and the higher level of dietary protein may have an impact on kidney health. A large study in 2018 showed a moderate carbohydrate intake (neither high or low) is associated with living longer, although it very much depended on the quality and source of the carbohydrates: high fibre, wholegrain and plant-based carbs conferred the greatest benefits to longevity.


I would also be concerned about the impact of a low carb diet on gut health, as you would necessarily be consuming very little (if any) wholegrains, and we know they are essential for maintaining a diverse and plentiful population of good gut bugs.

If you are considering trying a low carb or ketogenic diet to manage your diabetes, please seek the advice of a Registered Dietitian – they are qualified to supervise medical nutrition therapy, which is what these types of diets are.


So avoiding all the fad diets, and following the current evidence:


Here are some top tips to help you better manage your diabetes:

  1. Choose breads, wraps, rolls with at least 6 grams of fibre per 100 grams, and preferably wholegrain.

  2. Choose cereals with at least 6 grams of fibre per 100 grams, less than 15 grams of sugar per 100 grams (up to 20 grams if the cereal contains fruit), and less than 10 grams of fat per 100 grams.

  3. Spread your carbohydrate-rich foods throughout the day (fruit, breads, cereals, rice, pasta, potatoes, kumara, legumes).

  4. Limit your intake of: lollies, biscuits, cake, added sugar, fatty foods, sauces and dressings, cheeses, pastries and ice-cream. It doesn’t mean you can never eat them again, just small amounts, and be aware of the effect they will have on your diabetes management. Over time, your taste buds will adjust to a reduced-sugar diet and you will likely find sugary foods far less pleasant to the taste.

  5. Honour your hunger: if you are hungry, eat! Don’t think you need to starve yourself or go on some restrictive diet; just choose foods that will help your diabetes management. In fact, weight cycling, or the repeated loss and gain of weight due to dieting, will make the management of your diabetes much more difficult. Remember, if you do lose weight, you will still have to manage your diabetes by eating a healthy diet.

There are many additional resources to be found on the Diabetes New Zealand website:

Label reading

Ways to reduce your sugar intake

Essentials of healthy eating (simplified)

Adapting your favourite recipes



References:


Bird, S.R., & Hawley, J.A. (2017). Update on the effects of physical activity on insulin sensitivity in humans. BMJ Open Sport and Exercise Medicine, 2(1). Retrieved from: https://www.ncbi.nlm.nih.gov/pmc/articles/PMC5569266/pdf/bmjsem-2016-000143.pdf Bolla, A.M., Caretto, A., Laurenzi, A., Scavini, M., & Piemonti, L. (2019). Low-Carb and Ketogenic Diets in Type 1 and Type 2 Diabetes. Nutrients, 11(962). Retrieved from: https://www.ncbi.nlm.nih.gov/pmc/articles/PMC6566854/pdf/nutrients-11-00962.pdf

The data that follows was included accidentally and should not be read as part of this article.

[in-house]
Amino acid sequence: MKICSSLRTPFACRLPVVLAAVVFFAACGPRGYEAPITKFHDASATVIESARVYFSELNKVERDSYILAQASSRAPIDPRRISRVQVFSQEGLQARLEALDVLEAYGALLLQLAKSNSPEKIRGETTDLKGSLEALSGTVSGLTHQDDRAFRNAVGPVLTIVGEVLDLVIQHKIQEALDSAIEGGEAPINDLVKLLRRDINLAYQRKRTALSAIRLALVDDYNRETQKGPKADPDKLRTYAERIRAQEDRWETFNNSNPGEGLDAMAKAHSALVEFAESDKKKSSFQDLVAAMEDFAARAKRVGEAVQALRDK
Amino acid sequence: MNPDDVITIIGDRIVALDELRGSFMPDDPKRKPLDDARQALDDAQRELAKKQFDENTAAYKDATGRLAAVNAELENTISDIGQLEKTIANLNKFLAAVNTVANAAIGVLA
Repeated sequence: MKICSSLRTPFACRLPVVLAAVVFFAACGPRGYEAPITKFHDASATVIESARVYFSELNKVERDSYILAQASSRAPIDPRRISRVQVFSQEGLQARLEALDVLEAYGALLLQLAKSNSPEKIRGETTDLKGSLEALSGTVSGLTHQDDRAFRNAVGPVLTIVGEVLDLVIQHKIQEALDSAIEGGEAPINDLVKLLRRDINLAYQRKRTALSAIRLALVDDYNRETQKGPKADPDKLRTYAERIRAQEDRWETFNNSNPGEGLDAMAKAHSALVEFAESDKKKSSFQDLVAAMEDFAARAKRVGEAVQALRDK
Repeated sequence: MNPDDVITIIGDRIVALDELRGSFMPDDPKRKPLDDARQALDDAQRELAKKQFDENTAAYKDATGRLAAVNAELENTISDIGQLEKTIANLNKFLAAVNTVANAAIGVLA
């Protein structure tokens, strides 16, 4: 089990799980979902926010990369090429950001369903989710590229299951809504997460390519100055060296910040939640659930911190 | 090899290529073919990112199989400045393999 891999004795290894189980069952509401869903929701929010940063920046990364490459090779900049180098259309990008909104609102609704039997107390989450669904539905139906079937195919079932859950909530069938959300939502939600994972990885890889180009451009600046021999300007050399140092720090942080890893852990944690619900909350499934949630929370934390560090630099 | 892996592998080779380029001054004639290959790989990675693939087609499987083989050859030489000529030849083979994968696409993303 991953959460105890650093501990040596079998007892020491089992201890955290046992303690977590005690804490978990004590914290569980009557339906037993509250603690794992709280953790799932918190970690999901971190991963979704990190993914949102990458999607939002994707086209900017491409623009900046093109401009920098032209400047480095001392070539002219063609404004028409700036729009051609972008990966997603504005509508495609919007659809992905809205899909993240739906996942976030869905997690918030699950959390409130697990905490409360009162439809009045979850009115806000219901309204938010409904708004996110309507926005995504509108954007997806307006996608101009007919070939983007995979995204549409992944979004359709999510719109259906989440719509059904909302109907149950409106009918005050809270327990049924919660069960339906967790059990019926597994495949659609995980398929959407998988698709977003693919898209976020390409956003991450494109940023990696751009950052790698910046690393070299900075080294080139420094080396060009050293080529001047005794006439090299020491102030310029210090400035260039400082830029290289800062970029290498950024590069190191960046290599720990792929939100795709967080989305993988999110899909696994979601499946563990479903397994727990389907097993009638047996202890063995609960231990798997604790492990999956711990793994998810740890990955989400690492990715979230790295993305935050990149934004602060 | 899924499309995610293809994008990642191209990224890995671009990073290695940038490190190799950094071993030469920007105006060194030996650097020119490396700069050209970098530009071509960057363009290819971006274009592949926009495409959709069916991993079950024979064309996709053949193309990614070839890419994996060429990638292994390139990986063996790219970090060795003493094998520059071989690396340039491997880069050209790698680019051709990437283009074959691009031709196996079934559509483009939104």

Diabetes New Zealand. (n.d.). Complications of diabetes. Retrieved November 1, 2019, from: https://www.diabetes.org.nz/complications-of-diabetes

Diabetes New Zealand. (n.d.). Gestational diabetes. Retrieved November 1, 2019, from: https://www.diabetes.org.nz/gestational-diabetes

Diabetes New Zealand. (n.d.). Understand Type 1 diabetes. Retrieved November 1, 2019, from: https://www.diabetes.org.nz/type1diabetes

Diabetes New Zealand. (n.d.). Understanding Type 2 diabetes. Retrieved November 1, 2019, from: https://www.diabetes.org.nz/understand-type-2-diabetes

Health Direct. (2018). HbA1c test. Retrieved November 1, 2019, from: https://www.healthdirect.gov.au/hba1c-test

Health Navigator. (2019). Type 1 diabetes. Retrieved November 1, 2019, from: https://www.healthnavigator.org.nz/health-a-z/d/diabetes-type-1/

Health Navigator. (2019). Type 2 diabetes. Retrieved November 1, 2019, from: https://www.healthnavigator.org.nz/health-a-z/d/diabetes-type-2/

International Diabetes Federation. (n.d.). Care and prevention. Retrieved November 1, 2019, from: https://www.idf.org/our-activities/care-prevention/cardiovascular-disease.html

International Diabetes Federation. (n.d.). What is diabetes. Retrieved November 1, 2019, from: https://www.idf.org/aboutdiabetes/what-is-diabetes.html

Ministry of Health. (2018). Diabetes. Retrieved November 1, 2019, from: https://www.health.govt.nz/your-health/conditions-and-treatments/diseases-and-illnesses/diabetes

Seidelmann, S.B., Claggett, B., Cheng, S., Henglin, M., Shah, A., Steffen, L.M., Folsom, A.R., Rimm, E.B., Willett, W.C., & Solomon, S.D. (2018). Dietary carbohydrate intake and mortality: a prospective cohort study and meta-analysis. Lancet Public Health, September 2018(3). Retrieved from: https://www.ncbi.nlm.nih.gov/pmc/articles/PMC6339822/pdf/nihms-989986.pdf